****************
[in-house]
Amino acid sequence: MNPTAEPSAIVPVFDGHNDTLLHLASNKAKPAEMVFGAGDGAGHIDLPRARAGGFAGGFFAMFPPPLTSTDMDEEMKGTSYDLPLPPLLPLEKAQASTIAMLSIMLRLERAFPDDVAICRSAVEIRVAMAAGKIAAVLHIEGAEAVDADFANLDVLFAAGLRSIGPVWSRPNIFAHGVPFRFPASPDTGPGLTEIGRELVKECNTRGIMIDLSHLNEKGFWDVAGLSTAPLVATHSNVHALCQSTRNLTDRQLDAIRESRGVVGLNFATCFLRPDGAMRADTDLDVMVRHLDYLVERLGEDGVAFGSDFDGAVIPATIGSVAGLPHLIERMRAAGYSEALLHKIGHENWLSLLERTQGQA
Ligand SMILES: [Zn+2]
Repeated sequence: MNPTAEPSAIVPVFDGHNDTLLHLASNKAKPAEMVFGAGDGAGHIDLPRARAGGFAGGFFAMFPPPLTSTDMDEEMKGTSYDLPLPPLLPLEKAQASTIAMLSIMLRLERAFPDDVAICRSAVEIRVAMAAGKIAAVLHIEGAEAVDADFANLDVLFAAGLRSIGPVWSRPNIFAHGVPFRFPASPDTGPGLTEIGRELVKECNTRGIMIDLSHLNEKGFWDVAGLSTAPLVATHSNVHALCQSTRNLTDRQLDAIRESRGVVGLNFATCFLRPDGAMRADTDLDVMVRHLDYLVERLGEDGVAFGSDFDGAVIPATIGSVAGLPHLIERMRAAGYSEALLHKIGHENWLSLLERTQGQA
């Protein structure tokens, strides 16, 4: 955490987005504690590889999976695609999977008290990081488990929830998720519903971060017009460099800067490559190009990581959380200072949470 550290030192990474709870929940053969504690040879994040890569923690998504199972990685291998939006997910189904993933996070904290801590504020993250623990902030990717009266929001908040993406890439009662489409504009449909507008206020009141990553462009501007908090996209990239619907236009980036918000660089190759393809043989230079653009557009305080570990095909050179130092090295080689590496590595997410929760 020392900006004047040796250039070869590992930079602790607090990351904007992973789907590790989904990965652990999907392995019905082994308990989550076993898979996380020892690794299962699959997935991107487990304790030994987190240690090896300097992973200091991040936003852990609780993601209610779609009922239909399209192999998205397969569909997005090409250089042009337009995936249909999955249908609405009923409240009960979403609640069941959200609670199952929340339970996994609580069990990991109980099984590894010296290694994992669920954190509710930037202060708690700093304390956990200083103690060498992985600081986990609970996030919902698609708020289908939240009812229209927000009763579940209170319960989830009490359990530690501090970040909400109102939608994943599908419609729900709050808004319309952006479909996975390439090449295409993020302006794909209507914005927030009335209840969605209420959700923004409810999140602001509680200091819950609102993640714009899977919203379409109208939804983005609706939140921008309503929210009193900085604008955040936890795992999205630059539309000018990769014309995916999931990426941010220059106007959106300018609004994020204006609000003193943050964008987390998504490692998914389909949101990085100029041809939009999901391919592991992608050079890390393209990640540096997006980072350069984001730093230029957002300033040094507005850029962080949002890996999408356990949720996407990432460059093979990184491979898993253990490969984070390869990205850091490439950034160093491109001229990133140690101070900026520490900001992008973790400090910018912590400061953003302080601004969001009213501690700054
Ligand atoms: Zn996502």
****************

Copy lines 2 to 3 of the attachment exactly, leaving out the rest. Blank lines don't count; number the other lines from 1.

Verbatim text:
Amino acid sequence: MNPTAEPSAIVPVFDGHNDTLLHLASNKAKPAEMVFGAGDGAGHIDLPRARAGGFAGGFFAMFPPPLTSTDMDEEMKGTSYDLPLPPLLPLEKAQASTIAMLSIMLRLERAFPDDVAICRSAVEIRVAMAAGKIAAVLHIEGAEAVDADFANLDVLFAAGLRSIGPVWSRPNIFAHGVPFRFPASPDTGPGLTEIGRELVKECNTRGIMIDLSHLNEKGFWDVAGLSTAPLVATHSNVHALCQSTRNLTDRQLDAIRESRGVVGLNFATCFLRPDGAMRADTDLDVMVRHLDYLVERLGEDGVAFGSDFDGAVIPATIGSVAGLPHLIERMRAAGYSEALLHKIGHENWLSLLERTQGQA
Ligand SMILES: [Zn+2]